Overall, this is a fun, engaging handbook with beautiful illustrations that complement the stories well. It was not written for academics or as a textbook, but rather for readers who want to “brush up on your trivia…better understand a piece of popular culture…or just enjoy these exciting stories” (13). Albert includes all the key players of Greek myth, but also many of the smaller figures who tend to be left out or discussed summarily elsewhere. A particular strength of this handbook is the way that Albert directly addresses some of the less appealing (to a modern audience) aspects of ancient myth, including the numerous rapes and sexual assaults committed, especially by Zeus. A warning, in fact, appears in the introduction, and readers are reminded (where relevant) that the gods’ behavior was often predatory and violent. I recommend this book as a gift for friends or family members who have a casual interest in ancient Greek myth, or who might want to develop one, as well as for students and scholars of ancient myth who are interested in the diverse ways that this material can be presented and appeal to a broad audience.

Table of Contents

Introduction (12–13)

Part 1: What is Greek Mythology? (14–21)

Part 2: The Olympians (22–83)

Part 3: Deities, etc. (84–115)/p>

Part 4: Heroes and Mortals (116–230)

Further Reading (and Listening)! (231–33)

General Index (214–16)




Discussion

1. Writing a popular handbook on ancient Greek myth seems like a unique challenge: you have to decide whom to include, which stories to highlight, and then how to present the material to a broad audience. What was the biggest challenge in this process, and how did you overcome it?

I’m going to preface all of my responses with some information because otherwise it’s going to end up featuring in each of them! This book was a commissioned piece by Adams Media; they were seeking someone to write an accessible, introductory book of Greek mythology that featured links to pop culture and worked within particular constraints regarding content, structure, and length. While I controlled the drafting of the text itself, I was working within their guidelines. It was not a traditional writing experience. Working within the confines of this commissioned book was challenging but provided for an interesting and educational experience. Beyond the traditional characters that Adams wanted featured, I selected mythological women who don’t often get their due or whose stories are usually combined with others (Medea being a prime example). Just like in my podcast, I wanted to humanize some of the women who are so often just cardboard cutouts. Most of the selections I made myself were based around that idea. When it comes to writing for a broad audience, fortunately that’s something that now comes fairly easily to me after so many years of the podcast. I am not a formal person, so my natural inclination is to write casually and contemporarily. Greek mythology is so universally odd, funny, and dramatic that it lends itself easily to accessible–and even explicitly commercial–retellings. The biggest challenge was sticking to word counts! Trying to fit the stories of Heracles and Hestia into the same general word count was a lesson in creativity.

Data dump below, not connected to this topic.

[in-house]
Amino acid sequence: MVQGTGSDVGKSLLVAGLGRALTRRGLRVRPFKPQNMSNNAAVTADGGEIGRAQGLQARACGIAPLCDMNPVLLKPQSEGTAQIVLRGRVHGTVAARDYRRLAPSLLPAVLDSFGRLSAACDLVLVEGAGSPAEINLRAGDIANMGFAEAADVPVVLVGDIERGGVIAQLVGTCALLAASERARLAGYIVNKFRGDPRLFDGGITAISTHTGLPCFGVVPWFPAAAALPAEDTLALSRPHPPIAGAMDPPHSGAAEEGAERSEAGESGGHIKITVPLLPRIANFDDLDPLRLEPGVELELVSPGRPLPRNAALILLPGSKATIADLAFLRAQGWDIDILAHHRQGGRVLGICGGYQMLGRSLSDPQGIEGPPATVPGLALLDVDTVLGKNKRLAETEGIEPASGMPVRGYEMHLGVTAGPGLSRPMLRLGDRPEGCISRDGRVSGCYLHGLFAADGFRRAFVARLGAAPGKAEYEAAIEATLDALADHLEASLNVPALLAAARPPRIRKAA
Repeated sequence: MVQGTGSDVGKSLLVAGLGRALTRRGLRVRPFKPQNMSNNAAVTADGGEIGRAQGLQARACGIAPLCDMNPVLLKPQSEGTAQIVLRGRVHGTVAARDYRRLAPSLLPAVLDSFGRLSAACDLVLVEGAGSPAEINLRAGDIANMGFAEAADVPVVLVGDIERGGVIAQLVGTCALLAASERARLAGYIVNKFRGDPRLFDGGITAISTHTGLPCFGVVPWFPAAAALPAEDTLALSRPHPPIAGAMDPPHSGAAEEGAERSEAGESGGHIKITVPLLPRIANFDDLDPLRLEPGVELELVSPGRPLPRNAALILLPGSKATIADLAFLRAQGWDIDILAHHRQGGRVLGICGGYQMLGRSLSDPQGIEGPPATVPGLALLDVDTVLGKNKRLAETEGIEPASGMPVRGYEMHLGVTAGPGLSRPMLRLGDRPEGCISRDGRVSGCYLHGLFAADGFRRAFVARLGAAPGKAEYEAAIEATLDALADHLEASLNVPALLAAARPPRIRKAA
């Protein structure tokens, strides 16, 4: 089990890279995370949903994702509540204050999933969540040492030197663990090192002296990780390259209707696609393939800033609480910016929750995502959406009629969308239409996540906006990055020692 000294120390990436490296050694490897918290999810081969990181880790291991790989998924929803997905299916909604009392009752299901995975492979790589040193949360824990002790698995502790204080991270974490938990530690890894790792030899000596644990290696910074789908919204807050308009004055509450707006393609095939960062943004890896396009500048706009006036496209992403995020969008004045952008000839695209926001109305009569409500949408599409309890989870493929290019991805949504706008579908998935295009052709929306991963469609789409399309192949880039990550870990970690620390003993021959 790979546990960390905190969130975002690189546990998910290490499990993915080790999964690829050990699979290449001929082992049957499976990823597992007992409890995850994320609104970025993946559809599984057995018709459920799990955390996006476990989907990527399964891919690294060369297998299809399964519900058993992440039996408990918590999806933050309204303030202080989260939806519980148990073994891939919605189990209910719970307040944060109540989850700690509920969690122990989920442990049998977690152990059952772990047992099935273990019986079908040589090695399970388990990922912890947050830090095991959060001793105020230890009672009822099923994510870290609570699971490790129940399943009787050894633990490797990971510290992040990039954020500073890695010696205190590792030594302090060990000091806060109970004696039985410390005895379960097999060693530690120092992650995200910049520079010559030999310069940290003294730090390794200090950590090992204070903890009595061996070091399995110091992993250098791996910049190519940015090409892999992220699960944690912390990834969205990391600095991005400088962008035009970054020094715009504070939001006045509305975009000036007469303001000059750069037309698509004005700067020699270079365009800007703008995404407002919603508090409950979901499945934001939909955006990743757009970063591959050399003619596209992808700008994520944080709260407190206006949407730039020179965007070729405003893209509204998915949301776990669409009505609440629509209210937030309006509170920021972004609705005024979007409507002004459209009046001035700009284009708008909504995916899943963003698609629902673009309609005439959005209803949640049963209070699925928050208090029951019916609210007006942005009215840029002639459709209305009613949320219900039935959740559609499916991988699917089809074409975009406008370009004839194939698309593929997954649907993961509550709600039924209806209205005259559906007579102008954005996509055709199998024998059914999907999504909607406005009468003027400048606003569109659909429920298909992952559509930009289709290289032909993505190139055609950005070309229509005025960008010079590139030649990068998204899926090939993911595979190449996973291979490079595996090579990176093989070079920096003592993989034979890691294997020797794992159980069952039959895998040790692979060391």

2. There are a lot of books about ancient Greek myth aimed at all sorts of audiences, from children to adults. How does your handbook fit into this genre and what do you think makes yours different?

This is an interesting question because I think people have a tendency to think the book is child- or teen/preteen-friendly, but I certainly wrote it with adults in mind (though not intentionally so much as that is how I write and who I am). The most important thing for me when writing this book was not to sugarcoat the darker sides of myth; I was going to be explicit and describe the horror and violence and, specifically, the assaults of women that so often occur. This is certainly what places it on the more adult end of the spectrum, but also what makes it different. I have countless books on mythology in my home and have read so many more, and I almost never find the word “assault” used to describe Zeus (et al.)’s actions—rather, it is always “carried off,” “rapt away,” “seduced,” etc. That has always been my biggest issue with myth anthologies, and being honest about these moments was a priority of mine in the writing of the handbook. How that fit with specific audiences, I left to the publishers.

3. I love the artwork in your handbook and I am wondering about the conversations that you had with Sara Richard about their creation. Do you see the artwork as illustrations of the myths that you share or as presenting narratives of their own? How do you hope readers interact with the art?

Unfortunately much of my answer here is also related to the process for this book. I didn’t have any conversations with Sara prior to the book being finished, but that also is really indicative of her skill. The publisher chose her as the illustrator, and she did all of the illustrations based on single sentences I provided (for example: “Athena and Poseidon fighting over the founding of Athens”) and her own research. When I first saw them, I couldn’t believe how perfect they were. I think the illustrations, in some cases, illustrate my retellings (for instance, Athena and Arachne) and other times represent their own narratives (for example, Hades and Persephone). In the case of the latter, I don’t tell that story with any kind of romance, but Sara picked up on the popular idea of the couple today. This ends up providing a little something for everyone. I hope that readers see a bit of everything in the illustrations, the myths themselves, the strength of some of these characters, and the complexities inherent in them.

Thanks so much, Liv, for the context on the production of this handbook! I see a little more clearly now why you made some of the choices that you made to highlight particular stories for some of the figures, especially those like Achilles and Heracles, who have such rich mythologies. I definitely picked up on (and appreciated!) how you gave both Medea and Jason their own profiles, instead of subsuming one under the other. I am impressed with how you were able to work with the constraints that you had and produce this handbook, and I commend the illustrator, too, on her ability to engage with the myths and your retellings in such creative ways!